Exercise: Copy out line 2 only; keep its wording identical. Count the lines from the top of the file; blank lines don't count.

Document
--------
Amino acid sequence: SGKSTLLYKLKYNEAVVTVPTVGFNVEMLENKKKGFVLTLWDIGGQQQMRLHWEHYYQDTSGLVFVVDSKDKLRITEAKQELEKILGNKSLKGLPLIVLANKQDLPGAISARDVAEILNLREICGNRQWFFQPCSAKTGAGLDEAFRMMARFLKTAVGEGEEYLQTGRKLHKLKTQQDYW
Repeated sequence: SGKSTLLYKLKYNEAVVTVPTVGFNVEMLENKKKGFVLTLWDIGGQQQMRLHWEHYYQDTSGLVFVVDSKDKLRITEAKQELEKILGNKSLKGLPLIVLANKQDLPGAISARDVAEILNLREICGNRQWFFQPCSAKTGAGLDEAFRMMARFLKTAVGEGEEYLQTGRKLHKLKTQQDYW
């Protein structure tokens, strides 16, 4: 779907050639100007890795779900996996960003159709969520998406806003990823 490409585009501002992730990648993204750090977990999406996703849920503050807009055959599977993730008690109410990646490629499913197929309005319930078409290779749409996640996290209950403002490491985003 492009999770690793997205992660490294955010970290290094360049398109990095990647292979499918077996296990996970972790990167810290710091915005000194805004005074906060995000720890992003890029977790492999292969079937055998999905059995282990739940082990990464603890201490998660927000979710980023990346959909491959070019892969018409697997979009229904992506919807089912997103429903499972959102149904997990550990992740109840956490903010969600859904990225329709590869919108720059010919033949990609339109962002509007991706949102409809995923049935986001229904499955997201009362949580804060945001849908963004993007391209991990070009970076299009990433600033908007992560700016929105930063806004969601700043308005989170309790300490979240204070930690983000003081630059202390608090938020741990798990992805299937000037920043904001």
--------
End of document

Repeated sequence: SGKSTLLYKLKYNEAVVTVPTVGFNVEMLENKKKGFVLTLWDIGGQQQMRLHWEHYYQDTSGLVFVVDSKDKLRITEAKQELEKILGNKSLKGLPLIVLANKQDLPGAISARDVAEILNLREICGNRQWFFQPCSAKTGAGLDEAFRMMARFLKTAVGEGEEYLQTGRKLHKLKTQQDYW